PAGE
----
While the left sees doubt as courageous and certainty as suspect, the right inverts this picture. Recognizing the smug attitude in many who “question,” conservatives can easily assume that all our questions arise from a rebellious heart seeking to capitulate to cultural pressure.

Our response to the wrong kind of questioning can unintentionally shut down the right kind of questioning.

This attitude is problematic because of the message it communicates to the people in our churches: the recently-converted physics professor in the row behind you, the teenager at your house for a Disciple Now weekend whose best friend just came out as gay, or the man in your small group who just buried his wife after a long battle with cancer. I’m afraid the vehement response to Gungor and Jars of Clay, though understandable as a response to feeling “betrayed” by these evangelical celebrities, tells churchgoers, It is not safe to ask these questions here. It is not safe to be honest about your doubts.

Many Christians already feel guilty for internally questioning the authority of their church’s teaching or the reliability of God’s Word or the cohesiveness of Christian theology. But since we live in a culture in which we breathe the air of Enlightenment rationalism, the Sexual Revolution, and the consumerism of Amazon, shouldn’t we expect people in our congregations to wrestle with questions regarding the historicity of Bible stories? Shouldn’t we expect people to wonder why the traditional Christian understanding of sexuality is good and beneficial to society? Shouldn’t we expect people to be curious about why they belong to this particular Christian church and not another one, especially when it’s as easy to change churches as it is to change shoes?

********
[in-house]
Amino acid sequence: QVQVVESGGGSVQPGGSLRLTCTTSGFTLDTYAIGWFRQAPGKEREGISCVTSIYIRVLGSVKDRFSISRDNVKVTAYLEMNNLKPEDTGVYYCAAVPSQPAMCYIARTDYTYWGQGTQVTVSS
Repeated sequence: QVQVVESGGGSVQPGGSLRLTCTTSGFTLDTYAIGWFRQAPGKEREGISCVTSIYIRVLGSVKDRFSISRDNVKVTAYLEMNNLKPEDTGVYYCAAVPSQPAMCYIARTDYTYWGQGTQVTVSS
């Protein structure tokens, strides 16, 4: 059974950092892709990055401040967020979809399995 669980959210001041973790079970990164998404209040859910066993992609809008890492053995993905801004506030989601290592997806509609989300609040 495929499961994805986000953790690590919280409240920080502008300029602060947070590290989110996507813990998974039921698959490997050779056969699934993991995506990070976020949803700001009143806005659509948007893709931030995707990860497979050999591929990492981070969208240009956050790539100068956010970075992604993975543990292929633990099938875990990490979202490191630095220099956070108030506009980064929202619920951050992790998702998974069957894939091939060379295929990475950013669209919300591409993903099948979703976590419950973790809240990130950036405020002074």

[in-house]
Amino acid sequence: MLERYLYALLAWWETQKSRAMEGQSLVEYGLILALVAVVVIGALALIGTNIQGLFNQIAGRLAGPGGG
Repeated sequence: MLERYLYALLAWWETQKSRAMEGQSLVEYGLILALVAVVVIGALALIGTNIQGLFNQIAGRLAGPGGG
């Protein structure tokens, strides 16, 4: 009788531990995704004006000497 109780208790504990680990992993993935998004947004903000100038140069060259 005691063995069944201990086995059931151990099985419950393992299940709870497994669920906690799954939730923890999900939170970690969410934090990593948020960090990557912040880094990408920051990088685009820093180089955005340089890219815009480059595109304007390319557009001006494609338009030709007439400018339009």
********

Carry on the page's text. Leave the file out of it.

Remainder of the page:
Church leaders say they want to provide a safe place for people to be honest and open about their struggles, but if we are not careful, our denunciation of public expressions of doubt may cause some of the sincere doubters in our own congregations to climb into their shells and never ask the substantive questions. This facade gets tiresome, of course, and it is the reason some people just drift away from church altogether.

The good news is, Jesus loves doubters. He never stopped loving His disciples. Thomas got a reprimand, but He also got a close-up of Jesus’ scars of love.

God can use doubt in a similar manner to the way a broken limb can actually wind up stronger and more fortified at the very place the break occurred. We don’t have to see broken limbs as a good thing to observe that good things can come from the healing process. Many times, our experience with doubt leaves us stronger in the end, with people who truly own their faith.

The Way of Faith

So, let’s make sure that when we express our disappointment in evangelical leaders who cast doubt on fundamental truths of the faith, or who question Christianity’s distinctive sexual ethic, we don’t imply that all such questions are wrongheaded. As Matthew Lee Anderson writes:

“The way forward is the way of faith, a faith that does not deny questioning but orients questions toward understanding and grounds them in love. For faith is the pretext for questioning well, the atmosphere that sustains patient, longing inquiry.”


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24 thoughts on “Gungor, Questions, and the Doubters Among Us”